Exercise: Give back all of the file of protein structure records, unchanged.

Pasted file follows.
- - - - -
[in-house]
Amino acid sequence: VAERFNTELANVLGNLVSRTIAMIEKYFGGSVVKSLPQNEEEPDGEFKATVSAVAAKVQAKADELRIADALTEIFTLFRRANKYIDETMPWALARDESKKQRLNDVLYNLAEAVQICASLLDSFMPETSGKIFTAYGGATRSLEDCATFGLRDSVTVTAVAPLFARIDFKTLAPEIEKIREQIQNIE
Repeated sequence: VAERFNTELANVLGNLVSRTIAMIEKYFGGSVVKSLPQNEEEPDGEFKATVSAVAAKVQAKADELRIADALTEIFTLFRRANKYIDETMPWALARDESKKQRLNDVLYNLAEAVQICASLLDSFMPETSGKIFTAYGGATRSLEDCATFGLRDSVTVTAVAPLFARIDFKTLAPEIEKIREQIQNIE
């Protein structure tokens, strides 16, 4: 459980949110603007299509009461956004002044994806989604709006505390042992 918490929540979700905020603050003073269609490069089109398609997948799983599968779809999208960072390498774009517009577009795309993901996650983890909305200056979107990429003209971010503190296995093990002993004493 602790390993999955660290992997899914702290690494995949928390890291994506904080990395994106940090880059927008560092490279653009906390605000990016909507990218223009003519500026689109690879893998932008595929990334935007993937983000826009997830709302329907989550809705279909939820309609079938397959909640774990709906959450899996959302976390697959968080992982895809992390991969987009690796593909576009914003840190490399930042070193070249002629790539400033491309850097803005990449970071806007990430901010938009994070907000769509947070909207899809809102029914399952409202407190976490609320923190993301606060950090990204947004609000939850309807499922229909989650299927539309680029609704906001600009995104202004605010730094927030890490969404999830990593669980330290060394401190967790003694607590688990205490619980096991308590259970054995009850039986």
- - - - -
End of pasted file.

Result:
[in-house]
Amino acid sequence: VAERFNTELANVLGNLVSRTIAMIEKYFGGSVVKSLPQNEEEPDGEFKATVSAVAAKVQAKADELRIADALTEIFTLFRRANKYIDETMPWALARDESKKQRLNDVLYNLAEAVQICASLLDSFMPETSGKIFTAYGGATRSLEDCATFGLRDSVTVTAVAPLFARIDFKTLAPEIEKIREQIQNIE
Repeated sequence: VAERFNTELANVLGNLVSRTIAMIEKYFGGSVVKSLPQNEEEPDGEFKATVSAVAAKVQAKADELRIADALTEIFTLFRRANKYIDETMPWALARDESKKQRLNDVLYNLAEAVQICASLLDSFMPETSGKIFTAYGGATRSLEDCATFGLRDSVTVTAVAPLFARIDFKTLAPEIEKIREQIQNIE
């Protein structure tokens, strides 16, 4: 459980949110603007299509009461956004002044994806989604709006505390042992 918490929540979700905020603050003073269609490069089109398609997948799983599968779809999208960072390498774009517009577009795309993901996650983890909305200056979107990429003209971010503190296995093990002993004493 602790390993999955660290992997899914702290690494995949928390890291994506904080990395994106940090880059927008560092490279653009906390605000990016909507990218223009003519500026689109690879893998932008595929990334935007993937983000826009997830709302329907989550809705279909939820309609079938397959909640774990709906959450899996959302976390697959968080992982895809992390991969987009690796593909576009914003840190490399930042070193070249002629790539400033491309850097803005990449970071806007990430901010938009994070907000769509947070909207899809809102029914399952409202407190976490609320923190993301606060950090990204947004609000939850309807499922229909989650299927539309680029609704906001600009995104202004605010730094927030890490969404999830990593669980330290060394401190967790003694607590688990205490619980096991308590259970054995009850039986």